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Aardvark Marketing | How to celebrate a successful project

How to celebrate a successful project

How to celebrate a successful project

After nearly 2 years of working with the lovely team at Argenta, it was sad to come to the end of their Growth Accelerator sales and marketing project but there was plenty of success to celebrate at the same time.  I sat down with Chris Woodhams, their MD, to review the successes, challenges and the lessons we learned from our work together as we completed our Project Closure Report.

It’s always a great idea for management to review the progress is made from the start of the project to its completion. Both Chris and I are very busy people. We each run our own businesses. We have to cope with the daily juggling act of different tasks, different people and delivering great work for customers whilst keeping an eye on the finances and the admin tasks. Taking time out for refection is precious and valuable.

Why?
It’s difficult in the hurly burly of modern business to remember how far we’ve progressed from our starting point. It’s important to realise that issues that seemed enormously challenging 2 years ago are now resolved. It gives us a sense of purpose in our business and a sense of personal achievement.
Success should be shared with our support team. In our example other people, some newly recruited into the business, had made progress with new systems and processes. They learned to be a little bolder with their prospective customers, they acquired new skills in the use of websites, social media and PR. Together we set up a whole series of regional events for peers and apprentices from different companies to share ideas about new technology. They learned how to get a creative agency to deliver a brief or had the confidence to address a regional industry business conference. The whole team had learned to work together in new ways so that they delivered on their project. That teamwork and mastering of new skills should be applauded and recognised.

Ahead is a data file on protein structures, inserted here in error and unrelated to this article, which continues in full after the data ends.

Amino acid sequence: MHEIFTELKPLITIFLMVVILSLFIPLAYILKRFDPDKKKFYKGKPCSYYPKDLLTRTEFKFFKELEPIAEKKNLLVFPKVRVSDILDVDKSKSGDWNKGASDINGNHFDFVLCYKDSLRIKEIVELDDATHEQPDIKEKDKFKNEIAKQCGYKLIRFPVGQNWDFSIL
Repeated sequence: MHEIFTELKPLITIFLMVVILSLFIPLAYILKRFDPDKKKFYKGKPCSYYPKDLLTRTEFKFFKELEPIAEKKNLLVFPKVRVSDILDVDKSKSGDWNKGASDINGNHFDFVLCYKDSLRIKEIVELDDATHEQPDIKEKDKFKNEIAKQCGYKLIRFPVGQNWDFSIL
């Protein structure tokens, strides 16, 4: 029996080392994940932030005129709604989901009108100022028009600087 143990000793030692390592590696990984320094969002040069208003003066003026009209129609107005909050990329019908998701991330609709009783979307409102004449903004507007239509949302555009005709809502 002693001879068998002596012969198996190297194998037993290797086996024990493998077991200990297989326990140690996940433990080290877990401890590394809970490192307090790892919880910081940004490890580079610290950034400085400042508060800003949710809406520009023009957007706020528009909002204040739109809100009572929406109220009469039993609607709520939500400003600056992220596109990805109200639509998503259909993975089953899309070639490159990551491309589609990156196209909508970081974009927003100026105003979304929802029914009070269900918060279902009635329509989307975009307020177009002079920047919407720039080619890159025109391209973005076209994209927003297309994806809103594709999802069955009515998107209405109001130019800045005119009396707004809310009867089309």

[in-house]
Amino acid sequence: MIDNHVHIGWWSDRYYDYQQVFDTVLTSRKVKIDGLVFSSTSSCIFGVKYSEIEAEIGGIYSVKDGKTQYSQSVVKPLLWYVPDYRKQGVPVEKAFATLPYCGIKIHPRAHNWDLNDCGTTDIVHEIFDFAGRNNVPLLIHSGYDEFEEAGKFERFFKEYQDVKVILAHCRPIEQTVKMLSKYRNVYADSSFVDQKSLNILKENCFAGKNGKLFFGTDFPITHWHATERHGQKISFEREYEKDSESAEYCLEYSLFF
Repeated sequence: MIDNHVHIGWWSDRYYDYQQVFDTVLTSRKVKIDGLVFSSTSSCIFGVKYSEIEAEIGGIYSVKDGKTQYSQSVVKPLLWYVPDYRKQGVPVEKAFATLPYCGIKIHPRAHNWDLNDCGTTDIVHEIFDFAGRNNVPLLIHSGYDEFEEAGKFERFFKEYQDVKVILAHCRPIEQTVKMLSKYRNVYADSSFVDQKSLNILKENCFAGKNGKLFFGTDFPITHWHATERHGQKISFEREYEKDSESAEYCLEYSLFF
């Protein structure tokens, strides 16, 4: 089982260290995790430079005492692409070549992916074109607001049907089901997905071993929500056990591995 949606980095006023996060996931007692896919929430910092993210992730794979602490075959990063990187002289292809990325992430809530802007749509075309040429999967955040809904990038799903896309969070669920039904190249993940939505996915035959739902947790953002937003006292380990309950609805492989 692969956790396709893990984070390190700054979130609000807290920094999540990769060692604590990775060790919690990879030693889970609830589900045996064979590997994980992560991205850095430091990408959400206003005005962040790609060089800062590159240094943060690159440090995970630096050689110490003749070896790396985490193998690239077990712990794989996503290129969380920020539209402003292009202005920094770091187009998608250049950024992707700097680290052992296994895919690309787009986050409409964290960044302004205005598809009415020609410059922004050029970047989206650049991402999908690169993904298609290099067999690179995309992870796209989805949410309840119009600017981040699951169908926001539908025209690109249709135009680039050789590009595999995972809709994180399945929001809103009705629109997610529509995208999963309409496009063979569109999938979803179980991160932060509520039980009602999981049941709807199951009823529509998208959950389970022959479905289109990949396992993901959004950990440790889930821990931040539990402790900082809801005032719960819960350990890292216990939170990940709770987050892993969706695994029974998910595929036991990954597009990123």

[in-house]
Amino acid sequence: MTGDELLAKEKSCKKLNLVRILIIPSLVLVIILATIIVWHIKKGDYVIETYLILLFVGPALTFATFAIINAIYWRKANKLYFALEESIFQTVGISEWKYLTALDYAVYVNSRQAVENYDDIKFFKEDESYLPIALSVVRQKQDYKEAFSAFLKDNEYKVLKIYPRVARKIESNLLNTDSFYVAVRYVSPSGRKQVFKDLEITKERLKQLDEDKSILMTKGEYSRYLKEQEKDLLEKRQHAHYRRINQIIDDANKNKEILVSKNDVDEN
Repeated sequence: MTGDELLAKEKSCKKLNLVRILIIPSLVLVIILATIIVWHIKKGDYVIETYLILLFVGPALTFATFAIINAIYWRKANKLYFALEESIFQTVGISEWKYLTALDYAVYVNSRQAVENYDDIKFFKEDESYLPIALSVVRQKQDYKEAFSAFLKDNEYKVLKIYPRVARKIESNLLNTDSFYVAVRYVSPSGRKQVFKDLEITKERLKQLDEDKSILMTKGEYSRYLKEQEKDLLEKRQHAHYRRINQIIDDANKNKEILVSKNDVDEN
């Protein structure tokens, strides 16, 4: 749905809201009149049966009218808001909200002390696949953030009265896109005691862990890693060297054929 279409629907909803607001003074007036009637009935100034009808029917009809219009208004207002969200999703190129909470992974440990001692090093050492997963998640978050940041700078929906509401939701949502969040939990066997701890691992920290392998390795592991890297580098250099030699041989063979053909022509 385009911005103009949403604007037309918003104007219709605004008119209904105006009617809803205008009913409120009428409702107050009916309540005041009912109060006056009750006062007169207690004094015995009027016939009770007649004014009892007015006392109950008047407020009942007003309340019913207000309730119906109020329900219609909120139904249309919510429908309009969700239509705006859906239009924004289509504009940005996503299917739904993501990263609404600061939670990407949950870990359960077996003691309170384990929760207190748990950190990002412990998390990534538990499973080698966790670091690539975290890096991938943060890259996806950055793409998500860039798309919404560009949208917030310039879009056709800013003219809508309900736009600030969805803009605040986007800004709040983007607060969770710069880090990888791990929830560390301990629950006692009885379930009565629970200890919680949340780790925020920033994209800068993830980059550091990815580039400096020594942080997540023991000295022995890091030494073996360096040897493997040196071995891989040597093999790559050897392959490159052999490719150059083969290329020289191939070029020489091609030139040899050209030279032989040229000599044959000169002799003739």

Finally it’s good to think about the issues that arose that we didn’t expect. As with most events that go wrong in life, these are the lessons we are least likely to forget or repeat in the future but they need to be acknowledged.

I’ll finish with some questions to ask yourself and your team.
What projects are due to be reviewed in your business?
Are you going to give yourself a pat on the back for mastering something new or achieving something that looked challenging at the start? If so, what’s the reward?
In what ways has your team moved forwards?
Are you rewarding those of your employees or peers that embrace change and improve the business?
What lessons have you learned that will make life smoother and more successful into the future?
Don’t forget to celebrate your successes!

Gill